NEW YORK — Chivas USA might not play in 2015 and perhaps longer, a decision that won’t be made until a new owner takes over the Major League Soccer team.
“We expect to be able to close an agreement by the end of the season,” MLS Commissioner Don Garber said Thursday after a news conference to launch the league’s new logo. “Once we get an ownership group in place, we’ll sit down with them and make a decision as to whether or not we’re going to keep that team operating in 2015 and beyond.”
The league hopes to have a schedule by late fall. With the addition of New York City and Orlando, MLS will have 20 or 21 teams next year, depending on whether Chivas USA plays.
Chivas USA was formed in 2004, and MLS announced in February it had assumed operation of the team from Jorge Vergara and Angelica Fuentes, who have controlled the Mexican club Chivas Guadalajara since 2002.
Former Chivas USA youth coaches, Daniel Calichman and Theothoros Chronopoulos filed a discrimination lawsuit against the team in 2013, a case that was resolved without a trial.
Chivas USA is last in the Western Conference at 6-16-6 and is averaging 6,942 for home games this season, less than half the figure of the team with the second-lowest average. Chivas USA shares the StubHub Center with the Los Angeles Galaxy in Carson, California, and Garber has said the new ownership group must intend to build a new stadium, perhaps at the site of the L.A. Sports Arena.
Garber also said the league had fined Los Angeles Galaxy coach Bruce Arena $20,000 for criticizing MLS over the uncompleted deal to acquire American midfielder Sacha Kljestan from the Belgian club Anderlecht.
During an Aug. 25 interview with The Washington Post, Arena was quoted as saying: “We had all of our ducks in a row. We were positioned to sign a player. I won’t go into detail, and just say forces within the league worked real hard to make sure that didn’t happen. … because they are children and there have to be adults in the process, and we didn’t have enough of them. I think we are back into the old days in the league when the rules are somewhat arbitrary.”
Garber said “it was a deal that did not come to the league for approval, and had it we would have not approved it.” He differentiated Kljestan from goalkeeper Julio Cesar, who spent the early part of this season on loan to Toronto from Queens Park Rangers, by saying “we had certain rights in the Julio Cesar deal that we didn’t have in this deal.”
“All of our employees, whether they are league executives or they are club executives, even going so far as to including our owners, are bound by an agreement that we will not criticize the system that our ownership is fully committed to,” Garber said. “It pains me to have to fine him for making comments that he obviously feels strongly about but which he is required by league rules to keep to himself.”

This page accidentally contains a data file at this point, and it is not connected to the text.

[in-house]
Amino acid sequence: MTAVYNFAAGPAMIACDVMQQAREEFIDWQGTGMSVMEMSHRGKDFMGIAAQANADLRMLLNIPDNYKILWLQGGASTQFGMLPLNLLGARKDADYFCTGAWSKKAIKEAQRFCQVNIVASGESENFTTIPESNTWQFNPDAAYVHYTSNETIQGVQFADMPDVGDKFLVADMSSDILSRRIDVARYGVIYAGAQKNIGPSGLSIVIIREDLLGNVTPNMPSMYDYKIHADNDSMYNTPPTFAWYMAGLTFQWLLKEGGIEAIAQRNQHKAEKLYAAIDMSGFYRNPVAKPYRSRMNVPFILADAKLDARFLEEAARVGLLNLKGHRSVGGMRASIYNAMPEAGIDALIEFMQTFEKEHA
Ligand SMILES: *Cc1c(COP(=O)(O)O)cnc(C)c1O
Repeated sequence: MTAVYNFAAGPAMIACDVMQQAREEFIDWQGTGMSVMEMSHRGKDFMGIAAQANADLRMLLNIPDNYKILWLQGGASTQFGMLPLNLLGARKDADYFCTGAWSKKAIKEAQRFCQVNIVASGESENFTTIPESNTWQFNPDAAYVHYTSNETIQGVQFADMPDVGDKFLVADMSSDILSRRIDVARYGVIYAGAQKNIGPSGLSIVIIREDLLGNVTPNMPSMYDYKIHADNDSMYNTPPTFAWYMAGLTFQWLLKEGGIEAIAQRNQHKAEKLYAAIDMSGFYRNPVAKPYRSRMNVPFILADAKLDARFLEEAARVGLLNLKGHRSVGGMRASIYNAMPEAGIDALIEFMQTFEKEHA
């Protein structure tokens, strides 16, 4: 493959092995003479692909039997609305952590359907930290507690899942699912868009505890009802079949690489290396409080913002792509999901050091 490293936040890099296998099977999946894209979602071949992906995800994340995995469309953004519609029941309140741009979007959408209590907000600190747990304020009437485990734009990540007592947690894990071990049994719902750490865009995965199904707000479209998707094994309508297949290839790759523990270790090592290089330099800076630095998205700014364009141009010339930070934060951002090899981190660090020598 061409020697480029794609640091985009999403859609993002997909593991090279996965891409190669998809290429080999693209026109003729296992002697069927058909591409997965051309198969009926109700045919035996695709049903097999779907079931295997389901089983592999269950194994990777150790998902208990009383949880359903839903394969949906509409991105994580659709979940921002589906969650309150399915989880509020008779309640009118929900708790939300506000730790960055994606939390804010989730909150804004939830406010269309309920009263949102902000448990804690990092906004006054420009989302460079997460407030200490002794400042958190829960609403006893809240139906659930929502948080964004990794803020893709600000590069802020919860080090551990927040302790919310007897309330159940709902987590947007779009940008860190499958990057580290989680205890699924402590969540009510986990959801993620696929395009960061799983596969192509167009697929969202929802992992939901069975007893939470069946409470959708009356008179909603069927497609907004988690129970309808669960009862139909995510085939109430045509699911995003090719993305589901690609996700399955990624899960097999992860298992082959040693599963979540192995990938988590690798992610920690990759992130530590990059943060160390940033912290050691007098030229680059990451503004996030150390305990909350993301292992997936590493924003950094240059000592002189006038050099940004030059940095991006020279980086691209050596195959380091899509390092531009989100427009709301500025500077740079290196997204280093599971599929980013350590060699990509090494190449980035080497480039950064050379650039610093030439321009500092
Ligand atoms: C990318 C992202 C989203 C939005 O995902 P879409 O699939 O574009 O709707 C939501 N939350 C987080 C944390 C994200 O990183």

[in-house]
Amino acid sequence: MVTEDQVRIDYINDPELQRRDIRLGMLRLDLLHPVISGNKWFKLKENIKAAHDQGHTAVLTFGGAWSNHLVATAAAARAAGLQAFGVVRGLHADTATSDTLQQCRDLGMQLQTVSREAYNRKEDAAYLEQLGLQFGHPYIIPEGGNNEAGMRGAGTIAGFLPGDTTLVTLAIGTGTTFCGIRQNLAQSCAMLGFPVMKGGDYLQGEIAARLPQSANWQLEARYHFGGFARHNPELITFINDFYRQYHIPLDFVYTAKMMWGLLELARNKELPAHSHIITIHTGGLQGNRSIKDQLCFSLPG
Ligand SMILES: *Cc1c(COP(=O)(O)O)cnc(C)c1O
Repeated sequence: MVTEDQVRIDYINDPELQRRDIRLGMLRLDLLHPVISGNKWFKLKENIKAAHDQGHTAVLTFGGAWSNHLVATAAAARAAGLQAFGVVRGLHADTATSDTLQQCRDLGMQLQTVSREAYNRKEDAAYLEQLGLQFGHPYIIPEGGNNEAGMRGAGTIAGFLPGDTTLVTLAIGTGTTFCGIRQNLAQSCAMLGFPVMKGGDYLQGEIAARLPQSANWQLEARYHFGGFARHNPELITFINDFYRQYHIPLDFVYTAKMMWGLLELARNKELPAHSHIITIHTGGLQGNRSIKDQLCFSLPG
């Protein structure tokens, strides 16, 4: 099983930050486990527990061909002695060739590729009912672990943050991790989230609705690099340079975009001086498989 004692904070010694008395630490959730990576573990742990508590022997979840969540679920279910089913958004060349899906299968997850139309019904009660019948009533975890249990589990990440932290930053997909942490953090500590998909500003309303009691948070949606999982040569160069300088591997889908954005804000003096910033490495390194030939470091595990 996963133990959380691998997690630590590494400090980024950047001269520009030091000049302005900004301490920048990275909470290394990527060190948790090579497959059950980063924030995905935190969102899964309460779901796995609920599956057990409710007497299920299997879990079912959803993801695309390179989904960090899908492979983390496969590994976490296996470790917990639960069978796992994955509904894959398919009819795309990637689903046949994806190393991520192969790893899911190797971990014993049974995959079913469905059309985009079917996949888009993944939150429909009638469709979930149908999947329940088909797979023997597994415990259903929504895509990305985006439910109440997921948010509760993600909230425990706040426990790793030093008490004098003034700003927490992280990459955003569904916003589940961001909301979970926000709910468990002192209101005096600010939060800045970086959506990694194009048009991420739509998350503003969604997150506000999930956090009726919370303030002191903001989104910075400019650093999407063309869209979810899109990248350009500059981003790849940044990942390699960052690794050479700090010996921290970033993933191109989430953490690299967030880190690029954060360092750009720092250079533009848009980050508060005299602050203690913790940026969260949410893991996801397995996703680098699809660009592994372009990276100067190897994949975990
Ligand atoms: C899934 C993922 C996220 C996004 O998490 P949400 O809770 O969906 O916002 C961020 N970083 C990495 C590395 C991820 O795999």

Garber also said the league is reviewing criticism by Toronto midfielder Michael Bradley of Canadian referee David Gantar who called a foul and disallowed what would have been a go-ahead goal in the 90th minute by Gilberto in a 1-1 tie against Chicago last weekend.
“That referee did not get it right in that game, and we shouldn’t be ashamed of saying that,” Garber said. “I feel for Toronto FC.”
The league’s new logo, replacing the ball-and-cleat image in use since MLS started play in 1996, has a shield with a slash that extends on the lower side in a tail. It will be used in various colors to match different teams.
“If you look around at all the league logos around the world, they all have a ball in it. The shield represents an identity that we think is very soccer- or football-oriented,” Garber said. “We don’t believe that we need to take elements of the game to tell the world or our fans that we’re a soccer league.”
The logo is part of an “MLS Next” rebrand that was announced at a venue in New York’s Meatpacking District, an area where Garber said “many of the millennials and those that are supporters of our league live and hang out. The new logo represents our commitment to what’s next.”
On other topics, Garber said:
—He is back at work following prostate cancer surgery that was successful.
—MLS hopes to volunteer for video review experiments FIFA may authorize “so that we can ensure that games are not determined by calls that in retrospect can be looked at as being wrong.” However, goal line technology such as the systems used by the Premier League and FIFA “is incredibly expensive, and for the amount of times that that’s an issue throughout the year, we don’t believe that it’s an expense that should be a priority for us.”
—David Beckham’s group continues to seek a site for a downtown stadium in Miami and is not considering the suburbs: “Right now we’re really focused on having a downtown stadium. We’ve seen how that has worked for us in so many other markets.”
—New York City FC, which starts play next year at Yankee Stadium, continues “to work with the City of New York to try to find a permanent stadium solution.”
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